The contracted myofascial tissues can keep vital nerves in relentles strangleholds forever; they can severely constrict the normal innervation of otherwise healthy nerves and considerably slowdown the flow of important fluids. Nevertheless, being fully familiar with the more non-invasive way of working Jelle thinks the non-invasive way a lot less effective. Another discipline for instance who chooses to apply strong pressure instead of working in more non-invasive ways is Rolfing. See here
Fascia is a complex supportive web throughout the body affecting all components of the musculoskeletal, nervous and visceral (organs) systems.
Myofascial release techniques are used to coax muscles in spasm to relax, and break the adhesions in the fascia. Bodies respond to these therapies by releasing tension that has been stored in the fascia, thus allowing more functional flexibility and mobility of the muscles, fascia and associated structures.
There are few therapists who are able to create a strong release of the iliopsoas muscle with their hands in a safe and pleasurable way. Many years ago Jelle Schaegen developed a special method that would enable him to implement exactly what was needed. And during the years he used that manipulation technique a couple of thousand times with great success.
Here you can read more about the iliopsoas muscle and I have also added some links to give you more relevant and helpful information.
The psoas muscle is involved in many of the acute and chronic problems of the body. It’s hard to believe the amount of pain and suffering caused by a muscle so deep in the abdomen. Some of the conditions involving the psoas include: low back pain, sciatica, invertebral disk problems, spondylolysis, all kind of other spine problems, pelvic instability, restless legs, sacroiliac joint dysfunction, knee pain, menstrual pain, infertility and even gastrointestinal disorders.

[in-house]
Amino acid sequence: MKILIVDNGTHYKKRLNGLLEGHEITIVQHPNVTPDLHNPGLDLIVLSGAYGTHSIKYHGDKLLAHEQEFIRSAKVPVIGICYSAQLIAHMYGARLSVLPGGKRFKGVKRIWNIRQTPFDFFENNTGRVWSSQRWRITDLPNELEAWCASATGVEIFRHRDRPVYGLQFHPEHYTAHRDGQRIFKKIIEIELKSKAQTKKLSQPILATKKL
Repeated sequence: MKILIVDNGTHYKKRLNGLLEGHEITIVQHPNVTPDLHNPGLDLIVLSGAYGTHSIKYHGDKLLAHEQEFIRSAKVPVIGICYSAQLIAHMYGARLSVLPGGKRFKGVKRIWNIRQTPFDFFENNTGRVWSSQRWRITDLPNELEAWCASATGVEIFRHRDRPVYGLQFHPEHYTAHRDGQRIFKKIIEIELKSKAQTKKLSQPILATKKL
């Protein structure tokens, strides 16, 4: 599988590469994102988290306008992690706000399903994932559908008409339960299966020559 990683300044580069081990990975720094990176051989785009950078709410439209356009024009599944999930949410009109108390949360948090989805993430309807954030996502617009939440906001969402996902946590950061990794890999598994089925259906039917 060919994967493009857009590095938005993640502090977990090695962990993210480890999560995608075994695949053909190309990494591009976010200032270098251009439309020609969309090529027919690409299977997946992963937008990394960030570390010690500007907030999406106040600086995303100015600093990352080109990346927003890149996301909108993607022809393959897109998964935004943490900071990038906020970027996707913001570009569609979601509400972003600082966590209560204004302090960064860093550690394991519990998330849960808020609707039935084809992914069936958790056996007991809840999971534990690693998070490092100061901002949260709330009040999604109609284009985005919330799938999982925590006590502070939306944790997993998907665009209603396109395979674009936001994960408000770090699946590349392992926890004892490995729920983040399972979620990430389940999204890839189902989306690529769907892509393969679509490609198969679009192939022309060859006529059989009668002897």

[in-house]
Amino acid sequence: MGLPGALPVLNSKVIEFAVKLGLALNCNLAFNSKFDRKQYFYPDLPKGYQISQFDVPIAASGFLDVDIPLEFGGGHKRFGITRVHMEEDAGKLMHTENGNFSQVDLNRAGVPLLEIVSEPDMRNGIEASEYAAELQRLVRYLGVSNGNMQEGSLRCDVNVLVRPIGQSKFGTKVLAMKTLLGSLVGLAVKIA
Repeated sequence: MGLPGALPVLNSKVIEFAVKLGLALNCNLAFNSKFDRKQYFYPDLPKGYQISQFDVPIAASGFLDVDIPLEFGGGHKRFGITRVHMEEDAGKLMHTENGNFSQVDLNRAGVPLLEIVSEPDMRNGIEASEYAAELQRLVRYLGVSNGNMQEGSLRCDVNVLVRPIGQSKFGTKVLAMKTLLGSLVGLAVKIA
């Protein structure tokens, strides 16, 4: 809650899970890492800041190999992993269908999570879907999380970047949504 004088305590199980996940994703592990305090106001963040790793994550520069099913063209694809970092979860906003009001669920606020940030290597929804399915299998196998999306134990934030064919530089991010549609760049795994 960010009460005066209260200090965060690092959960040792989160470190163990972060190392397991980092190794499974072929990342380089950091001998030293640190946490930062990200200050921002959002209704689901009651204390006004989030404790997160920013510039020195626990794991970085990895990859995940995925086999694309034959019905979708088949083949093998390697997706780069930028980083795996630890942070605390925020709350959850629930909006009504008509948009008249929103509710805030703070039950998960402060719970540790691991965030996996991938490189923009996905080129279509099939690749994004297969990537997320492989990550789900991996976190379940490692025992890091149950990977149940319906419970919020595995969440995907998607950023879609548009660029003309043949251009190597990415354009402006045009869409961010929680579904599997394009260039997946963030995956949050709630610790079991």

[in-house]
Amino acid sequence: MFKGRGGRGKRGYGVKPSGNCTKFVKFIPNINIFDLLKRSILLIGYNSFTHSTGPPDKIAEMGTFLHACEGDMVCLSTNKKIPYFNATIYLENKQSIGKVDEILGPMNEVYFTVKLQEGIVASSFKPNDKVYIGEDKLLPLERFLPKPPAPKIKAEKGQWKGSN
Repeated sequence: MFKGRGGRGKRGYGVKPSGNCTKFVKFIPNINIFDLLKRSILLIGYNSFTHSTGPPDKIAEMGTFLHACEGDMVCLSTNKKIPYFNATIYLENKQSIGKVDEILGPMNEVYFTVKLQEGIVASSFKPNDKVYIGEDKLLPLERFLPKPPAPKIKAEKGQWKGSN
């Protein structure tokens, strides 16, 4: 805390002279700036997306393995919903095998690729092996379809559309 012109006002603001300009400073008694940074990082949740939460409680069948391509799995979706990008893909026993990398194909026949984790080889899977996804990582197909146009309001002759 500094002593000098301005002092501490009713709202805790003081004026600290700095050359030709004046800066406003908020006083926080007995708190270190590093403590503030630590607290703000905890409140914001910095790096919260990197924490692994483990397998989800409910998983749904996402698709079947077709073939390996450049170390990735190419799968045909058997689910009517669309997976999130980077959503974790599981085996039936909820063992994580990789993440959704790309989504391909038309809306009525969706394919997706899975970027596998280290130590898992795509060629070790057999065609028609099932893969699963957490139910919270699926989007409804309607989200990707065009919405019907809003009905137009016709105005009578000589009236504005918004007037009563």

So what keeps the psoas in contraction? The psoas can stay contracted because of postural habits and trauma. The wrong way we stand, walk and sit can distort the psoas. If we walk or stand with our chin in an overly forward position then certain muscle will permanently tighten.
Ida Rolf wrote, “a deteriorated psoas” chronically flexes the body at the level of the groin, so that it prevents truly erect posture. Sitting through much of the day the psoas shortens to keep us bio mechanically balanced in our chairs. Over time we develop a “normal” way of holding the psoas that is dysfunctional.
Unresolved trauma can keep the psoas short and reactive. After a traumatic occurrence animals will release their protective responses by shaking. Humans often bypass this release response and hold the trauma in their bodies. Until the psoas is released that muscle may stay contracted and fearful and go into further shortening and spasm very easily.
Very useful links about thoracic outlet, iliopsoas and pelvic release
(This is not how Jelle Schaegen works; the psoas is not the problem. It’s the fascia that is keeping the psoas in a stranglehold)